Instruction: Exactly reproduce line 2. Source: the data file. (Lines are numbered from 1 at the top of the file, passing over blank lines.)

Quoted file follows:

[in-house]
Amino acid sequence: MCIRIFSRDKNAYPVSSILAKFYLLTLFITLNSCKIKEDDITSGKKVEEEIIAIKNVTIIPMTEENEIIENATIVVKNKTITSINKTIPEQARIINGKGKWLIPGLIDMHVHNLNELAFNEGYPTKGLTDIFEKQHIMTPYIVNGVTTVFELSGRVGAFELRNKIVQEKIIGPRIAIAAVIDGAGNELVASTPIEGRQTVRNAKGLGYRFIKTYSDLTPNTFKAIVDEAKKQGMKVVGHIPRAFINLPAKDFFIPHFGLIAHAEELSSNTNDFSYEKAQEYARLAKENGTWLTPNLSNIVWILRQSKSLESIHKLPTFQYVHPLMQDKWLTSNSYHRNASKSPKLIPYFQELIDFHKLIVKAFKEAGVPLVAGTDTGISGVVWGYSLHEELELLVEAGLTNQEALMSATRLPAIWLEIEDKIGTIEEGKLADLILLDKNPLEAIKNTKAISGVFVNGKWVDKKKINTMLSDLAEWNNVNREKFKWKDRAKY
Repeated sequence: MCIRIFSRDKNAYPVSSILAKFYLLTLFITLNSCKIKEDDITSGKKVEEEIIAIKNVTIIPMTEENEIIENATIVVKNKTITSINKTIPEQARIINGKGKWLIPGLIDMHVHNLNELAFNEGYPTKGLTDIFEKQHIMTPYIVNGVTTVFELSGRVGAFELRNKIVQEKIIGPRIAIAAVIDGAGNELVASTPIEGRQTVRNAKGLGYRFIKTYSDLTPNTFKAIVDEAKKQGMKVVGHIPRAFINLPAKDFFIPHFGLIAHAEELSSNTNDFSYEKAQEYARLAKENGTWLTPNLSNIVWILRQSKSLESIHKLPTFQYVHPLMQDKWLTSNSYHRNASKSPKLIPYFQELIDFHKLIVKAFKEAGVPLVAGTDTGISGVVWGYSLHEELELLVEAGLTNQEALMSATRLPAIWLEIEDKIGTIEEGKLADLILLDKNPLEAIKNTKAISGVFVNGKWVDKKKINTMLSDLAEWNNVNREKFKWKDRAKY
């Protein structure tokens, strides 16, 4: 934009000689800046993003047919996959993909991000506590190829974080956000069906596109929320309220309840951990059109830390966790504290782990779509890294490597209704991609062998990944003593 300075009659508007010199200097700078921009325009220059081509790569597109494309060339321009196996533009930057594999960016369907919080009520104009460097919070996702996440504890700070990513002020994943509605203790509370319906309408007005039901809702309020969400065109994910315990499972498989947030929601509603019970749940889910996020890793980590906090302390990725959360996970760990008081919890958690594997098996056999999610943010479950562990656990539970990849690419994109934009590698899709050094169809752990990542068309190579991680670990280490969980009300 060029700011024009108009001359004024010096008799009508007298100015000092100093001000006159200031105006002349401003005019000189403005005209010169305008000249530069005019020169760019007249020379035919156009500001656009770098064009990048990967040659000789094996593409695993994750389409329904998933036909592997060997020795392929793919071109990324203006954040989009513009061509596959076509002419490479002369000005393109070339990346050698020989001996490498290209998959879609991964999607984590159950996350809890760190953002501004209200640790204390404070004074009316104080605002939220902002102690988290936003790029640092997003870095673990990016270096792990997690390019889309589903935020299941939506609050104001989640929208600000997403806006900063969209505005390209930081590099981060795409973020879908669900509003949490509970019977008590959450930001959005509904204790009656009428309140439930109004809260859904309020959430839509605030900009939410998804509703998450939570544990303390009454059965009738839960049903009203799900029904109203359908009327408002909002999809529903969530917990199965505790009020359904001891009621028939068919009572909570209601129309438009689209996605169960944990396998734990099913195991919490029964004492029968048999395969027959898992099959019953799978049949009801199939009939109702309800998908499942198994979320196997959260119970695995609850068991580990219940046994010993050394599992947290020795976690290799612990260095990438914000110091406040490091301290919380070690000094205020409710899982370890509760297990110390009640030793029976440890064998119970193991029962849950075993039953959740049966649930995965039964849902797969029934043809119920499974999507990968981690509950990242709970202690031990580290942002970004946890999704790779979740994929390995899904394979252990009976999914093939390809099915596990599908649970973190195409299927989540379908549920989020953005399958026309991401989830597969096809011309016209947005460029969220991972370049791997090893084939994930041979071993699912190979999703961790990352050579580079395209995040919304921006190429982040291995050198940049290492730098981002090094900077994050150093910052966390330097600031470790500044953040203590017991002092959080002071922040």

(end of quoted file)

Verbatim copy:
Amino acid sequence: MCIRIFSRDKNAYPVSSILAKFYLLTLFITLNSCKIKEDDITSGKKVEEEIIAIKNVTIIPMTEENEIIENATIVVKNKTITSINKTIPEQARIINGKGKWLIPGLIDMHVHNLNELAFNEGYPTKGLTDIFEKQHIMTPYIVNGVTTVFELSGRVGAFELRNKIVQEKIIGPRIAIAAVIDGAGNELVASTPIEGRQTVRNAKGLGYRFIKTYSDLTPNTFKAIVDEAKKQGMKVVGHIPRAFINLPAKDFFIPHFGLIAHAEELSSNTNDFSYEKAQEYARLAKENGTWLTPNLSNIVWILRQSKSLESIHKLPTFQYVHPLMQDKWLTSNSYHRNASKSPKLIPYFQELIDFHKLIVKAFKEAGVPLVAGTDTGISGVVWGYSLHEELELLVEAGLTNQEALMSATRLPAIWLEIEDKIGTIEEGKLADLILLDKNPLEAIKNTKAISGVFVNGKWVDKKKINTMLSDLAEWNNVNREKFKWKDRAKY